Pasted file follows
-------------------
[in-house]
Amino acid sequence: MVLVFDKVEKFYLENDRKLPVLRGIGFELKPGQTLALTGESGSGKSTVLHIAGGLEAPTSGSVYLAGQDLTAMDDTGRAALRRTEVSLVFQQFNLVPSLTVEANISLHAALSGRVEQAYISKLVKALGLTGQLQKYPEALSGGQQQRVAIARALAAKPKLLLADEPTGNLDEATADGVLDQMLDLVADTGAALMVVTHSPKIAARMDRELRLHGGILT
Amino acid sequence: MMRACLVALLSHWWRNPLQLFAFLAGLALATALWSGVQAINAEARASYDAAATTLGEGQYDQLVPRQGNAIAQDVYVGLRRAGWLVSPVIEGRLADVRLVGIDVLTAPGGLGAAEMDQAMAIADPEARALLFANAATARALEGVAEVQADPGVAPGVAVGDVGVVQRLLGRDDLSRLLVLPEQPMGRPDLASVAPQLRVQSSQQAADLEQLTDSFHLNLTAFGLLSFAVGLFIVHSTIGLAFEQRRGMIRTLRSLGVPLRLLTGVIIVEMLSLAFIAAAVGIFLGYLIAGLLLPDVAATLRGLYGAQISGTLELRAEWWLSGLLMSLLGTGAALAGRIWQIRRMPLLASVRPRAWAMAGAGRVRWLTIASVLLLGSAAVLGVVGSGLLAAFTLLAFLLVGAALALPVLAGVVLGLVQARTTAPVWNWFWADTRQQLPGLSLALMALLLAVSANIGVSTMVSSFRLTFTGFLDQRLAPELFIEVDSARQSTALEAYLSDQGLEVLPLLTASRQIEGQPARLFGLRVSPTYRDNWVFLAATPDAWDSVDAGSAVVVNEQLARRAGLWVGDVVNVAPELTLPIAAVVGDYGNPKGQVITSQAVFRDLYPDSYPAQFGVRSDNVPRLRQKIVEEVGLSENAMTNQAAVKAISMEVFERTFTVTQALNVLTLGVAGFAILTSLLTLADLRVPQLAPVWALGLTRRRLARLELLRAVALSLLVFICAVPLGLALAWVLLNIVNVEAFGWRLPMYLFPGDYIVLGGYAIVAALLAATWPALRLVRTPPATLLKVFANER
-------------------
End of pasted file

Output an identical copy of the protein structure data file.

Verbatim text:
[in-house]
Amino acid sequence: MVLVFDKVEKFYLENDRKLPVLRGIGFELKPGQTLALTGESGSGKSTVLHIAGGLEAPTSGSVYLAGQDLTAMDDTGRAALRRTEVSLVFQQFNLVPSLTVEANISLHAALSGRVEQAYISKLVKALGLTGQLQKYPEALSGGQQQRVAIARALAAKPKLLLADEPTGNLDEATADGVLDQMLDLVADTGAALMVVTHSPKIAARMDRELRLHGGILT
Amino acid sequence: MMRACLVALLSHWWRNPLQLFAFLAGLALATALWSGVQAINAEARASYDAAATTLGEGQYDQLVPRQGNAIAQDVYVGLRRAGWLVSPVIEGRLADVRLVGIDVLTAPGGLGAAEMDQAMAIADPEARALLFANAATARALEGVAEVQADPGVAPGVAVGDVGVVQRLLGRDDLSRLLVLPEQPMGRPDLASVAPQLRVQSSQQAADLEQLTDSFHLNLTAFGLLSFAVGLFIVHSTIGLAFEQRRGMIRTLRSLGVPLRLLTGVIIVEMLSLAFIAAAVGIFLGYLIAGLLLPDVAATLRGLYGAQISGTLELRAEWWLSGLLMSLLGTGAALAGRIWQIRRMPLLASVRPRAWAMAGAGRVRWLTIASVLLLGSAAVLGVVGSGLLAAFTLLAFLLVGAALALPVLAGVVLGLVQARTTAPVWNWFWADTRQQLPGLSLALMALLLAVSANIGVSTMVSSFRLTFTGFLDQRLAPELFIEVDSARQSTALEAYLSDQGLEVLPLLTASRQIEGQPARLFGLRVSPTYRDNWVFLAATPDAWDSVDAGSAVVVNEQLARRAGLWVGDVVNVAPELTLPIAAVVGDYGNPKGQVITSQAVFRDLYPDSYPAQFGVRSDNVPRLRQKIVEEVGLSENAMTNQAAVKAISMEVFERTFTVTQALNVLTLGVAGFAILTSLLTLADLRVPQLAPVWALGLTRRRLARLELLRAVALSLLVFICAVPLGLALAWVLLNIVNVEAFGWRLPMYLFPGDYIVLGGYAIVAALLAATWPALRLVRTPPATLLKVFANER